It is easy to imagine every user excitedly reading every letter you write. Get over it, because users don’t do that. They scan.
Users don’t read web pages, they scan.
Scanning means they only stop to read when something catches their eye.
As a designer, you have a lot of control over where people look when they’re viewing a web page you’ve designed. To create the right path the visitor’s eyes are going to follow, you need to understand how our eyes process information. In this article, I’ll explain the theory and practice of creating visual hierarchies in web design using Z-pattern.
What Is Z-Pattern, How It Works and Why It Works
As you would expect the z-pattern layout follows the shape of the letter Z. A z-pattern design traces the route the human eye travels when they scan the page— left to right, top to bottom:
- First, people scan from the top left to the top right, forming a horizontal line
- Next, down and to the left side of the page, creating a diagonal line
- Last, back across to the right again, forming a second horizontal line
When viewers’ eyes move in this pattern, it forms an imaginary “Z” shape:
This pattern works because most western readers will scan your page the same way that they would scan a book — top to bottom, left to right.
Where to use it
Z-Pattern scanning occurs on pages that aren’t centred on the text (for text-heavy pages such as articles or search results, it’s better to use F-Pattern). This makes z-pattern good solution for simple designs with a minimal copy and a few key elements that need to be seen. Minimalist pages or landing pages centering mostly around one or two main elements can implement the Z-pattern to encourage users to follow this natural method.
How to use it
Before you start designing page layout it’s essential to find answer on following questions:
- When visitor lands on a page what information do you want them to notice?
- In what order do you want them to see the information? What do you want them to do?
The premise of the Z-layout is actually pretty simple: impose the letter Z on the page. Ideally, you want people to see your most important information first and your next most important information second. Thus, important elements should be placed along the scanning path and visitors should be presented with the right information at the right time.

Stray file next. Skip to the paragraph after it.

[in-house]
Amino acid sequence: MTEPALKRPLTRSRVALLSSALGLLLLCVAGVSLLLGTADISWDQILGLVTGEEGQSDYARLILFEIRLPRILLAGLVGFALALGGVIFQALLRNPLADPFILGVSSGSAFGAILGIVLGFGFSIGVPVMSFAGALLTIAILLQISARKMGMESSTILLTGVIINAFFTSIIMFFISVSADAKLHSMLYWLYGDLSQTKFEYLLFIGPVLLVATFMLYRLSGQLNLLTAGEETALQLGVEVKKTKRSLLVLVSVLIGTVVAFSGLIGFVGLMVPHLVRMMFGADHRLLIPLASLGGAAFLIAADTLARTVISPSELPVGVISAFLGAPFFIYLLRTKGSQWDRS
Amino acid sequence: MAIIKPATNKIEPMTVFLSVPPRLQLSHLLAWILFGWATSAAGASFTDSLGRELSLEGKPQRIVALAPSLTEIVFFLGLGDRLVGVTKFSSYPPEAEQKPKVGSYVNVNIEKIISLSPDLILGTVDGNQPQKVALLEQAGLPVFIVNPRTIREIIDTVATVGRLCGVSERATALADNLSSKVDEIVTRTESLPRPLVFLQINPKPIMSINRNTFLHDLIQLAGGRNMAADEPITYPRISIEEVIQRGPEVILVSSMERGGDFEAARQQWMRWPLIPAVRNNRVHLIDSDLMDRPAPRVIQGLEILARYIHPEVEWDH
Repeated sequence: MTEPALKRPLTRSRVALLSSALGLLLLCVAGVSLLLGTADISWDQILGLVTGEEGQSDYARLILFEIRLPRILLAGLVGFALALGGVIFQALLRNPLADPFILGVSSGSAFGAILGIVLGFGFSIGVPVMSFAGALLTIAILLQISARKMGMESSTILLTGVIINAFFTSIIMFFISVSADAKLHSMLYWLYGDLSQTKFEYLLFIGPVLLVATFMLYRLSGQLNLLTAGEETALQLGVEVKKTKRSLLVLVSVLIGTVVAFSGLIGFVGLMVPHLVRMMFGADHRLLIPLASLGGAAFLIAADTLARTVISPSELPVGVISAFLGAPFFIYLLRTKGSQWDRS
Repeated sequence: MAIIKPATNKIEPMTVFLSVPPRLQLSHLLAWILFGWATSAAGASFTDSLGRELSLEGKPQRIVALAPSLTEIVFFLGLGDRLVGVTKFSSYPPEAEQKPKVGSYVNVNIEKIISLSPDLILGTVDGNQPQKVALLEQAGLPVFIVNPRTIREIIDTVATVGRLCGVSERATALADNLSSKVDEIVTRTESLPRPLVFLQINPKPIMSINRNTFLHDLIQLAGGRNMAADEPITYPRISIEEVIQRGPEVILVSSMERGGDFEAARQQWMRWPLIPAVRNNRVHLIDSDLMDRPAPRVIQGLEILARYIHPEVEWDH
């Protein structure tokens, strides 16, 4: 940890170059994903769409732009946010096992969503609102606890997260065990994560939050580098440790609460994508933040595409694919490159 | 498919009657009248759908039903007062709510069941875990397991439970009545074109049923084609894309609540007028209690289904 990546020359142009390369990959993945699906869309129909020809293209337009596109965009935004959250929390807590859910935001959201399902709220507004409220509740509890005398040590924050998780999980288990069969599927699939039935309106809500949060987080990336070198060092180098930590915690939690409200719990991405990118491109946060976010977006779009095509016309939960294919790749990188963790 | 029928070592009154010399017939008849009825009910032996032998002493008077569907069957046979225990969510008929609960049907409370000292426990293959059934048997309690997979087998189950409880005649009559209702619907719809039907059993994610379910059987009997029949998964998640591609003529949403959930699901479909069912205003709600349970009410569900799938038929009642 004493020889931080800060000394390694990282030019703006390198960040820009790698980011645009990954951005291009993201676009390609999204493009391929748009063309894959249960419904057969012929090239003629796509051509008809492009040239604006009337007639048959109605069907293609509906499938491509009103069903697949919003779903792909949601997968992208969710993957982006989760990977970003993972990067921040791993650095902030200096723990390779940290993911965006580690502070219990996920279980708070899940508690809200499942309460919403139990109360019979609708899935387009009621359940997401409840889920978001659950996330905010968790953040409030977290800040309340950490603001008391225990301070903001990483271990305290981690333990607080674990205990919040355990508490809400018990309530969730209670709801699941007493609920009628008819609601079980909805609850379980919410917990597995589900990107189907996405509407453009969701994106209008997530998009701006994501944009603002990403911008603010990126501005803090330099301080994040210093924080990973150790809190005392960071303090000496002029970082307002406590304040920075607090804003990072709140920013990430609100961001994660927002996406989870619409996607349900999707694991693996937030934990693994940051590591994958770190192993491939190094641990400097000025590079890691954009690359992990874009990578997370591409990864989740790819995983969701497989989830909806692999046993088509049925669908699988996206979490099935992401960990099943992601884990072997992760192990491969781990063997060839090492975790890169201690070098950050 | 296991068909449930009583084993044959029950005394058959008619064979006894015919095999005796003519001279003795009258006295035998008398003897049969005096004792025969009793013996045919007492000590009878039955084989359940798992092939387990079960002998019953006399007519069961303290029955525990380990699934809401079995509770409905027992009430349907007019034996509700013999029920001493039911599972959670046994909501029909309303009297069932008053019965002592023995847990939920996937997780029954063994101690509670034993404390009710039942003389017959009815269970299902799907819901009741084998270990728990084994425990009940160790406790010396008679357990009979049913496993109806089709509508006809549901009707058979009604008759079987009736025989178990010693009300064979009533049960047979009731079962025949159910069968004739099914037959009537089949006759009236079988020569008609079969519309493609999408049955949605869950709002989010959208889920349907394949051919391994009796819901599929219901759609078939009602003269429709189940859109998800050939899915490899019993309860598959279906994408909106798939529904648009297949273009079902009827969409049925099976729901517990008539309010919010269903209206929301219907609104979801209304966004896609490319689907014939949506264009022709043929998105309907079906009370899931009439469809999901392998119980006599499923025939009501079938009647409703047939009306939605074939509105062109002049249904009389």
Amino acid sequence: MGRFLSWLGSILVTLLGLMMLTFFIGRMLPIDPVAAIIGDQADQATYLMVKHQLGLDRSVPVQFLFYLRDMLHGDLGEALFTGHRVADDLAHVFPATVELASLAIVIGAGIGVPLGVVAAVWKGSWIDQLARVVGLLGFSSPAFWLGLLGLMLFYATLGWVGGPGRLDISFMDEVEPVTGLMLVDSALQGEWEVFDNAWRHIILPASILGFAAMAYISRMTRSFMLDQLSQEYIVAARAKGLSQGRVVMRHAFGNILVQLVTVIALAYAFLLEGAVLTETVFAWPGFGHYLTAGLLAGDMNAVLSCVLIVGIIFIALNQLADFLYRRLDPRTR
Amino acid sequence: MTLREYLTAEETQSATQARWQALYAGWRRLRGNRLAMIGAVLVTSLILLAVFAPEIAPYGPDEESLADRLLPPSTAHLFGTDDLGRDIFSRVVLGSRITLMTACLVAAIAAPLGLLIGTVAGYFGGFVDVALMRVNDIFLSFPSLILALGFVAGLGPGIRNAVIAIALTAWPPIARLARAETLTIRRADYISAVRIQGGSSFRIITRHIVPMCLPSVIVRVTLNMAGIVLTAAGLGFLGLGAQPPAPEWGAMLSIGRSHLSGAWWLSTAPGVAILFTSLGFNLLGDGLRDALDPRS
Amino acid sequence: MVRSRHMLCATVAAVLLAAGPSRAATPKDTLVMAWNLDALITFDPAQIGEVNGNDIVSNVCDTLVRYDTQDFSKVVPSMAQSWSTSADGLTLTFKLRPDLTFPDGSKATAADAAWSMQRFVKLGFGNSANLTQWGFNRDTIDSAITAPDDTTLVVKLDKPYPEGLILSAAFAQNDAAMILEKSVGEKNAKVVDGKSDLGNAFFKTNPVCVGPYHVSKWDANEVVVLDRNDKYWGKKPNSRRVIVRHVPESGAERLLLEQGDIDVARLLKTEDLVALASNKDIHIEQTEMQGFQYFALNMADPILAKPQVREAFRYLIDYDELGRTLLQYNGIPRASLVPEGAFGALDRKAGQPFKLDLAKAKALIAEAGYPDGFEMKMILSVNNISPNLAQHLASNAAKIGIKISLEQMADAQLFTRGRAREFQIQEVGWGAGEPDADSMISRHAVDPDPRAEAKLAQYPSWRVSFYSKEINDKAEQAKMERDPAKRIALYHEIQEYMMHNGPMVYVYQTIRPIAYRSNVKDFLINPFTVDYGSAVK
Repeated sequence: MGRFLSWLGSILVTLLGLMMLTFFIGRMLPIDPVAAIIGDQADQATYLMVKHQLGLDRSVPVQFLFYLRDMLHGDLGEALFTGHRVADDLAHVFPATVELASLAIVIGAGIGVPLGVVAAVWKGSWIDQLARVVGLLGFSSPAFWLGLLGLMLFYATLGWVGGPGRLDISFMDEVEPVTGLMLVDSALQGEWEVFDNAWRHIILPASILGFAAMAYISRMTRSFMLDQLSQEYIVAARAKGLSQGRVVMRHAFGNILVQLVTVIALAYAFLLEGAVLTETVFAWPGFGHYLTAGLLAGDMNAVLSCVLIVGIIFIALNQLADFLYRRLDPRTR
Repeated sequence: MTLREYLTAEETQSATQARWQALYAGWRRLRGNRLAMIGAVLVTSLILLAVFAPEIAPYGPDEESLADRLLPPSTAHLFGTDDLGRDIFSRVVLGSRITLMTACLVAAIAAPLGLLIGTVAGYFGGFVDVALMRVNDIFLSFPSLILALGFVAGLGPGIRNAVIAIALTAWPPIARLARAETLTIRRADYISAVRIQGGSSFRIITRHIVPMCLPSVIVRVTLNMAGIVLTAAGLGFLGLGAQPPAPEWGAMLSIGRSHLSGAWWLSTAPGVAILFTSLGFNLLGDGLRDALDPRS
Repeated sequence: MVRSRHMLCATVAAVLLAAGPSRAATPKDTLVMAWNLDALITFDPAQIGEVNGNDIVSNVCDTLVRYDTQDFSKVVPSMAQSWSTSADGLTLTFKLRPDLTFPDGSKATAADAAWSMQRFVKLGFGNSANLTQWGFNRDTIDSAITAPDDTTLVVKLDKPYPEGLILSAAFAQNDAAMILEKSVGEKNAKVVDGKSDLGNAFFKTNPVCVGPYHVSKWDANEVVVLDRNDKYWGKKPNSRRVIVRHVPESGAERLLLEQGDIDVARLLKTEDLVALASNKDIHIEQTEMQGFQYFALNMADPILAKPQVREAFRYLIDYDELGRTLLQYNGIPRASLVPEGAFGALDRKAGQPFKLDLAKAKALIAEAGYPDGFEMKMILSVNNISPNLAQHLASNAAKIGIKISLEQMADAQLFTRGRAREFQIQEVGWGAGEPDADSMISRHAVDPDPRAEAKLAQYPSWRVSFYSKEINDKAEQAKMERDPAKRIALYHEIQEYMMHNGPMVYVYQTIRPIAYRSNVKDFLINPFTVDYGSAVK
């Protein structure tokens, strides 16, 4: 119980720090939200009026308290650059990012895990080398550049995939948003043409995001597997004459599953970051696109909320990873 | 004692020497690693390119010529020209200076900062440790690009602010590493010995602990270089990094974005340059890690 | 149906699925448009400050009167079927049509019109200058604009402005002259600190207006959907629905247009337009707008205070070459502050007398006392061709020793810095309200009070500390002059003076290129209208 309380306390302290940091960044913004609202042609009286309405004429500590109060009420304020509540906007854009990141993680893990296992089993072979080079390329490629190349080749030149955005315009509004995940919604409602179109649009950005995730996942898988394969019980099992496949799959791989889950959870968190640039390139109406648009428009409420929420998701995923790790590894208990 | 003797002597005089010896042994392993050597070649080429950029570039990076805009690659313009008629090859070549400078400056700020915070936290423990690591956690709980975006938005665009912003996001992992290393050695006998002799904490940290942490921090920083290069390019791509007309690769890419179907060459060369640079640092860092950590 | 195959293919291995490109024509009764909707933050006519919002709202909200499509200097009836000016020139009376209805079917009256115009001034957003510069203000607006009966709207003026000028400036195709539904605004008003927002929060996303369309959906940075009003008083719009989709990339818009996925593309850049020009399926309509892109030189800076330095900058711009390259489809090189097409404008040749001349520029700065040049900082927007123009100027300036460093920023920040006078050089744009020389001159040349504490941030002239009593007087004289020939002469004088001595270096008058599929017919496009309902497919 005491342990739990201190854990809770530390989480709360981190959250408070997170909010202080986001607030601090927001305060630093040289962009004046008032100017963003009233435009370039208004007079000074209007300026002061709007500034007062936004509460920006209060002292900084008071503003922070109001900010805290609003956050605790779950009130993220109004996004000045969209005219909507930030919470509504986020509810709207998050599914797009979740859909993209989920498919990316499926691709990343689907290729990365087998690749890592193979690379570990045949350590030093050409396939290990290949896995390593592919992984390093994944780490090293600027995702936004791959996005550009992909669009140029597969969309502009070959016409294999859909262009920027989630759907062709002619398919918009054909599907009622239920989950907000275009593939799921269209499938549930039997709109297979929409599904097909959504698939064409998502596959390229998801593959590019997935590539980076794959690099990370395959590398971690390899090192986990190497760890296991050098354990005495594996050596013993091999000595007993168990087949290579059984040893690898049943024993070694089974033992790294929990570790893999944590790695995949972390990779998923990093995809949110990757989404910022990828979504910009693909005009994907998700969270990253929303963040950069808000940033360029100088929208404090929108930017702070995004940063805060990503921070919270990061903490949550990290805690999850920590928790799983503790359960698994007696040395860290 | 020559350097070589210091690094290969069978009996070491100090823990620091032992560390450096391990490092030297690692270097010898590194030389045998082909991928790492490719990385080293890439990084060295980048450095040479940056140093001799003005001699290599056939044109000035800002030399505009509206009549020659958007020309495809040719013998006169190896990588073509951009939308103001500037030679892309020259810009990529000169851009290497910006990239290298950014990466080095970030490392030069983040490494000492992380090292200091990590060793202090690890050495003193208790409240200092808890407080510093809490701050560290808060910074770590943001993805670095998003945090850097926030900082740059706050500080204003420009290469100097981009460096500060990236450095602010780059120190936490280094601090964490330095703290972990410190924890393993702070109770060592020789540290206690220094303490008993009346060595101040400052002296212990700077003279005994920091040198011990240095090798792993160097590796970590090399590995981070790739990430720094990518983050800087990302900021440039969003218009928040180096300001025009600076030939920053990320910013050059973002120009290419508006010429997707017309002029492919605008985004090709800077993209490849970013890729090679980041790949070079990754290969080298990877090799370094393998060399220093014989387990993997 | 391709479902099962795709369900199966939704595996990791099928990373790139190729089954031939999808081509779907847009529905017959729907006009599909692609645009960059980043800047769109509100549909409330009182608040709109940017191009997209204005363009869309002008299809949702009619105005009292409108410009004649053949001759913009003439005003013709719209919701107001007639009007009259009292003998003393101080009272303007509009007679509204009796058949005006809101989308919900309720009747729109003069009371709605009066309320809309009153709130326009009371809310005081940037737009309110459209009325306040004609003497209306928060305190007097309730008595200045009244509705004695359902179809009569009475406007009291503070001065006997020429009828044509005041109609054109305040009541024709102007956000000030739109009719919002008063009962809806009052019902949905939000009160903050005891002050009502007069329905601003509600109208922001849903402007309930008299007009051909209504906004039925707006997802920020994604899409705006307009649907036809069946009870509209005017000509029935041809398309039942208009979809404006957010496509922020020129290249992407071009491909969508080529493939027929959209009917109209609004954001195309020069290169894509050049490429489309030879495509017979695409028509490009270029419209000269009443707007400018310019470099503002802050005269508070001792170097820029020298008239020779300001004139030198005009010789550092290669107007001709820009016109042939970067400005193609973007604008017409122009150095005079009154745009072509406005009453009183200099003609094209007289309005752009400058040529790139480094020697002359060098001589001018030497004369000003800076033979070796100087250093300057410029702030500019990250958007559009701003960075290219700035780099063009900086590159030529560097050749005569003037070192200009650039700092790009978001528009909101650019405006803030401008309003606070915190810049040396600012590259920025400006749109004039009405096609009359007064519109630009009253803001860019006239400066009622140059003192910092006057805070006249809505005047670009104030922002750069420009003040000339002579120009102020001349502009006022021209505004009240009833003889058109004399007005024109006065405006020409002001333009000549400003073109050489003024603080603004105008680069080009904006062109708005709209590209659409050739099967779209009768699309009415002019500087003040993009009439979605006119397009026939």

It’s essential to create a flow
Flow is about leading the eye from one part of a page to another in the direction you want it to move. You create flow through a combination of visual weight and visual direction. Here are a few best practices to keep in mind when creating a flow:
- Point #1. Point #1 is a starting point of viewer’s journey. It’s a prime location for your logo.
- Point #2. Place the items that you want the reader to see first along the top of the Z. The eye will naturally follow the path of the Z, so the goal is to place your secondary “call to action” at the end. Put more visual weight into Point #2 element — make the button (or another key element) bright and colourful to get users attention and guide users along the Z-pattern.
- Center area of the page. The trick to this area is fill it with content that interests the user, while still urging their sight downward to the next line. For example, you can place a hero image in the center of the page to separate the top and bottom sections and guide the eyes along the Z path.
- Point #3. The purpose of Point #3 is to guide the users to the final call to action at Point #4. For example, if your page promotes some product that you want to sell, you want potential customers to see the copy that will convince them to buy before they see the “Buy Now” button. Thus, you can use Point #3 to provide benefits or other helpful information for them.
- Point #4. Point #4 is the finish line, the row between it and Point 3 should contain content that pushes the user’s sight to the corner. Point #4 itself is an ideal place for your primary Call to Action.
Below you can see two great example of Z-layout from Basecamp and Evernote.
The interesting and useful thing to know about the Z-pattern is that we can extend this pattern a little by seeing it more as a series of z-movements instead of one big z-movement.
As you can see in the example below, this is exactly what Dropbox does by guiding users through a few key product features and finishing their repeated Z-pattern with “Sign Up For Free” call-to-action button. In this layout “Learn More” buttons play a role of secondary call-to-action buttons that help readers go to the next relevant page without needing to read a full copy.
Z-layout has some great things to offer, and this is the reason it has been adopted by numerous websites. You can take advantage of z-pattern and place important information where the eye would naturally fall to increase its visual prominence. Just remember to prioritise the information you’re communicating.
Check out the “F” shaped pattern post!